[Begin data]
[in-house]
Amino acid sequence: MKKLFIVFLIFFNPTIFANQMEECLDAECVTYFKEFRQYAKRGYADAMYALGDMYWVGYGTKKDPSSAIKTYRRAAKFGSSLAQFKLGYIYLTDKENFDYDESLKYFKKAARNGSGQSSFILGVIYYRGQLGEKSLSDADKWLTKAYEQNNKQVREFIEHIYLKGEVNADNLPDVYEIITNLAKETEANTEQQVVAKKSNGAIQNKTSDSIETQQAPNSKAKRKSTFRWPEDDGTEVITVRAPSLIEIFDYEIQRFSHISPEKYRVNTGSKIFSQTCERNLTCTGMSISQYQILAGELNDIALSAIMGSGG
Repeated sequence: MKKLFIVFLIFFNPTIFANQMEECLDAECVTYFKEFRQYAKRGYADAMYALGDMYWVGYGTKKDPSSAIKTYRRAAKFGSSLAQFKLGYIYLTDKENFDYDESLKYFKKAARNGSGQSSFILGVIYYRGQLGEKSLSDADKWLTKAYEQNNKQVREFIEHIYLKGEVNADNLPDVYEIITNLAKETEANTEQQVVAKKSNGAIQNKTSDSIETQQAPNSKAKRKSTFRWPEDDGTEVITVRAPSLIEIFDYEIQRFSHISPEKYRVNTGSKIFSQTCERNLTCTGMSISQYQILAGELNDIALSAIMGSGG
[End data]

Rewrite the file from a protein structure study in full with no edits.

[in-house]
Amino acid sequence: MKKLFIVFLIFFNPTIFANQMEECLDAECVTYFKEFRQYAKRGYADAMYALGDMYWVGYGTKKDPSSAIKTYRRAAKFGSSLAQFKLGYIYLTDKENFDYDESLKYFKKAARNGSGQSSFILGVIYYRGQLGEKSLSDADKWLTKAYEQNNKQVREFIEHIYLKGEVNADNLPDVYEIITNLAKETEANTEQQVVAKKSNGAIQNKTSDSIETQQAPNSKAKRKSTFRWPEDDGTEVITVRAPSLIEIFDYEIQRFSHISPEKYRVNTGSKIFSQTCERNLTCTGMSISQYQILAGELNDIALSAIMGSGG
Repeated sequence: MKKLFIVFLIFFNPTIFANQMEECLDAECVTYFKEFRQYAKRGYADAMYALGDMYWVGYGTKKDPSSAIKTYRRAAKFGSSLAQFKLGYIYLTDKENFDYDESLKYFKKAARNGSGQSSFILGVIYYRGQLGEKSLSDADKWLTKAYEQNNKQVREFIEHIYLKGEVNADNLPDVYEIITNLAKETEANTEQQVVAKKSNGAIQNKTSDSIETQQAPNSKAKRKSTFRWPEDDGTEVITVRAPSLIEIFDYEIQRFSHISPEKYRVNTGSKIFSQTCERNLTCTGMSISQYQILAGELNDIALSAIMGSGG